As of the time of this writing, that is the current United States national debt. In the time it took me to write that sentence, that number grew by about $100,000. To many people, this number is an abstract figure, that is of no real value or importance; and while often discussed casually, our nation’s debt is an immensely complicated and opaque subject.
For so long, the public has been continually beaten over the head by their elected officials with grave warnings about the size of the national debt. Interestingly, these same elected officials seem to forget these teachings once their party is in the majority; and since there are only two parties to choose from, you can see how easy it is to point out this hypocrisy.
Just because neither party actually wants to address the national debt does not mean it is without consequence. So if you’ve ever asked if the national debt actually matters, you can rest assured that it does. Here’s why:
When you take a loan out at a bank, what is one of the first things you (should) look at? I would say that the interest rate on the loan is pretty high on that list, as it should be.
Interest rates are obviously the incentive issuers of debt have to lend you money. This is true for a personal loan as it is a federal one. In other words, each one of those 20 plus trillion dollars of debt currently accrued by our government has interest on it.
So, follow along here. What do you think happens when you introduce a tax bill that adds over 1 trillion to the debt? Do you think that you’ll have to end up paying more interest on your loan?
The answer is yes, you will.
Even if we never pay down the principal amount of our debt, we will always have to pay the interest it accrues. If we do not, we will default on our loan; and much like defaulting on a personal loan will deeply impact your personal credit score, defaulting on a federal loan will do the same thing to the United States’ credit rating.
This would force the United States to lend and borrow money at less favorable terms and cause significant economic pain for everybody. AKA, this is not an option. That is one of the few things both political parties agree on.
Millennials recently passed Baby Boomers as the largest generation in America, but Baby Boomers are set to be the largest generation of retiring Americans in our nation’s history.
This means we will soon be paying out this generation's retirement benefits by way of Social Security, and in some cases Medicare.
So, when you add these increased expenditures from entitlements to the ever-growing interest payment obligations on our national debt, how can one possibly expect to live in a country with lower taxes in the year 2040?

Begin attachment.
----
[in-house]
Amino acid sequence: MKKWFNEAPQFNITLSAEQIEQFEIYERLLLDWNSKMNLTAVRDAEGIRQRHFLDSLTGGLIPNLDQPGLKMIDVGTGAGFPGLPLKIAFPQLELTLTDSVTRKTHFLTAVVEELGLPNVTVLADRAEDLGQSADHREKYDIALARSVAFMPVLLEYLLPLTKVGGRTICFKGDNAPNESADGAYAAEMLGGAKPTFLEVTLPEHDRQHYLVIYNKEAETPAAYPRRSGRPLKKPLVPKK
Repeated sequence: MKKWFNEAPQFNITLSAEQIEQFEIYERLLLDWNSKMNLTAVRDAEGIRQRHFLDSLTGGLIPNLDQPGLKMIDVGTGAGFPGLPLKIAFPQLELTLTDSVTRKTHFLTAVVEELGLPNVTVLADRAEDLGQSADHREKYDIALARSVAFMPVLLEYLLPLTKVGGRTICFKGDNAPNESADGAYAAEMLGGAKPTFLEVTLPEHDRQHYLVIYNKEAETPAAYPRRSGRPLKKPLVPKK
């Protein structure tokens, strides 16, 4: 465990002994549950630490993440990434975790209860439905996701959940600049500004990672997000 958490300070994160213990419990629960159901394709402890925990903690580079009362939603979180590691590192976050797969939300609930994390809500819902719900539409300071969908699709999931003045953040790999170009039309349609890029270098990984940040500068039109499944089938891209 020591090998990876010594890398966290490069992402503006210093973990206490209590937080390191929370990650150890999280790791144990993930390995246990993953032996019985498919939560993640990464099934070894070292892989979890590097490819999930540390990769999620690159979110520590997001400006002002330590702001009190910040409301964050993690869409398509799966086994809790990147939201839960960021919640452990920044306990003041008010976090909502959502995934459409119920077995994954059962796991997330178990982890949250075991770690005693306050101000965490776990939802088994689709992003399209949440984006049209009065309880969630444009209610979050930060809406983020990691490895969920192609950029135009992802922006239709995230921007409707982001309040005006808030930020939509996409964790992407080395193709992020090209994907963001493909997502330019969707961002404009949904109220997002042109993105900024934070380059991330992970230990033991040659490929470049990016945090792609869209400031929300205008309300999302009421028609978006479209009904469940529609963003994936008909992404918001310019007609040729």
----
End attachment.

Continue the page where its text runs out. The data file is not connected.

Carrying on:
But forget taxes, just think about the year 2040 for a brief moment.
At this rate, is there anybody who can give the honest assessment that the United States will be stronger globally in 2040 than we are now?
The United States currently faces an existential threat that comes from within, and its name is short-sightedness. This tax bill is perhaps the worst example of it.
Just today, Republicans admitted that they would need to introduce legislation to fix mistakes they made in the initial tax bill, which has already become law.
Additionally, Bank of America has stated that they believe there is a possibility that tax reform will become a drag on corporate profits by 2019.
As I’ve written about before, this tax bill is about nothing more than giving Republicans something to sell to their base in 2018.
But a bad tax reform bill is more a symptom of our political short-sightedness than the cause of it.
For too long, “political-careerism” in the United States has caused elected officials from both sides to kick difficult issues down the road. For all the talk about how bad our deficit is to the wellbeing of our nation, one would expect some action to have been taken on it already.
Do you know why this hasn’t happened?
Because it would require a short-term sacrifice for a long-term gain. It would require some brave public officials losing their seats because they did what was right for the country in the long run, at the expense of their political career.
But this is nothing more than sheer fantasy, because we live in a hyper-partisan country whose political climate is dictated by two-year election cycles. We have taken our eye off the ball, and our national debt may soon become the least of our worries if we continue down this path.